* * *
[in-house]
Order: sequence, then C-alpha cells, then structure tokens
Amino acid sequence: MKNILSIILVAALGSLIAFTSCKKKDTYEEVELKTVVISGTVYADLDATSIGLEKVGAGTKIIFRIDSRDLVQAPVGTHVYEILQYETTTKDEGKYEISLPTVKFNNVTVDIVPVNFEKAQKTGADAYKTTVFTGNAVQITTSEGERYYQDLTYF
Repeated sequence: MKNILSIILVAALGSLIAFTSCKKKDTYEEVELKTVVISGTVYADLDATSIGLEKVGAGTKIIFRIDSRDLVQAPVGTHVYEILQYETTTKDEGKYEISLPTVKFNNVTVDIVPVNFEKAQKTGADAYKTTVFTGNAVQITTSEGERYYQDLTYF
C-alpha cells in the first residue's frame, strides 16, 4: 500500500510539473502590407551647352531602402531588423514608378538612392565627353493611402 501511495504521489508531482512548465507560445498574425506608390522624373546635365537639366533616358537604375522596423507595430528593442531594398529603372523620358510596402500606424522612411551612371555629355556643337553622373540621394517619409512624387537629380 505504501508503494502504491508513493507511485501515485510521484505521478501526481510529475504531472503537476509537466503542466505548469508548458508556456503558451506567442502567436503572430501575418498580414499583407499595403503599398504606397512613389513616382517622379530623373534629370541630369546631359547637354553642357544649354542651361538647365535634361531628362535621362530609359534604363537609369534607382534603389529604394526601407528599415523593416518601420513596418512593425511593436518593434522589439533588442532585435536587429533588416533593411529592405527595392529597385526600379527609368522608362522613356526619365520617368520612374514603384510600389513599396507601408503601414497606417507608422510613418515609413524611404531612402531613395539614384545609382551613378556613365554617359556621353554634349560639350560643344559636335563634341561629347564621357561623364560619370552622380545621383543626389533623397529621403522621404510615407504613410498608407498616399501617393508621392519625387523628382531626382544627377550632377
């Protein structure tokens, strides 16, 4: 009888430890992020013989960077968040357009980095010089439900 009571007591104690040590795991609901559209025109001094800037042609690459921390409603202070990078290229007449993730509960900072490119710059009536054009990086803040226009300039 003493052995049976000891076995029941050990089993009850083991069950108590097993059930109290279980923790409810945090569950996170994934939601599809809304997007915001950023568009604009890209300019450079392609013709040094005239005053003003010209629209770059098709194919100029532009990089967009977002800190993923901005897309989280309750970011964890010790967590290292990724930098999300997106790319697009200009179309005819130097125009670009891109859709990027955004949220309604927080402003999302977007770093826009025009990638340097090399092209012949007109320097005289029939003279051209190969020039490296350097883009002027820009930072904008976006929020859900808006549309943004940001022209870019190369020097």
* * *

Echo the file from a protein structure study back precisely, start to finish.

[in-house]
Order: sequence, then C-alpha cells, then structure tokens
Amino acid sequence: MKNILSIILVAALGSLIAFTSCKKKDTYEEVELKTVVISGTVYADLDATSIGLEKVGAGTKIIFRIDSRDLVQAPVGTHVYEILQYETTTKDEGKYEISLPTVKFNNVTVDIVPVNFEKAQKTGADAYKTTVFTGNAVQITTSEGERYYQDLTYF
Repeated sequence: MKNILSIILVAALGSLIAFTSCKKKDTYEEVELKTVVISGTVYADLDATSIGLEKVGAGTKIIFRIDSRDLVQAPVGTHVYEILQYETTTKDEGKYEISLPTVKFNNVTVDIVPVNFEKAQKTGADAYKTTVFTGNAVQITTSEGERYYQDLTYF
C-alpha cells in the first residue's frame, strides 16, 4: 500500500510539473502590407551647352531602402531588423514608378538612392565627353493611402 501511495504521489508531482512548465507560445498574425506608390522624373546635365537639366533616358537604375522596423507595430528593442531594398529603372523620358510596402500606424522612411551612371555629355556643337553622373540621394517619409512624387537629380 505504501508503494502504491508513493507511485501515485510521484505521478501526481510529475504531472503537476509537466503542466505548469508548458508556456503558451506567442502567436503572430501575418498580414499583407499595403503599398504606397512613389513616382517622379530623373534629370541630369546631359547637354553642357544649354542651361538647365535634361531628362535621362530609359534604363537609369534607382534603389529604394526601407528599415523593416518601420513596418512593425511593436518593434522589439533588442532585435536587429533588416533593411529592405527595392529597385526600379527609368522608362522613356526619365520617368520612374514603384510600389513599396507601408503601414497606417507608422510613418515609413524611404531612402531613395539614384545609382551613378556613365554617359556621353554634349560639350560643344559636335563634341561629347564621357561623364560619370552622380545621383543626389533623397529621403522621404510615407504613410498608407498616399501617393508621392519625387523628382531626382544627377550632377
């Protein structure tokens, strides 16, 4: 009888430890992020013989960077968040357009980095010089439900 009571007591104690040590795991609901559209025109001094800037042609690459921390409603202070990078290229007449993730509960900072490119710059009536054009990086803040226009300039 003493052995049976000891076995029941050990089993009850083991069950108590097993059930109290279980923790409810945090569950996170994934939601599809809304997007915001950023568009604009890209300019450079392609013709040094005239005053003003010209629209770059098709194919100029532009990089967009977002800190993923901005897309989280309750970011964890010790967590290292990724930098999300997106790319697009200009179309005819130097125009670009891109859709990027955004949220309604927080402003999302977007770093826009025009990638340097090399092209012949007109320097005289029939003279051209190969020039490296350097883009002027820009930072904008976006929020859900808006549309943004940001022209870019190369020097």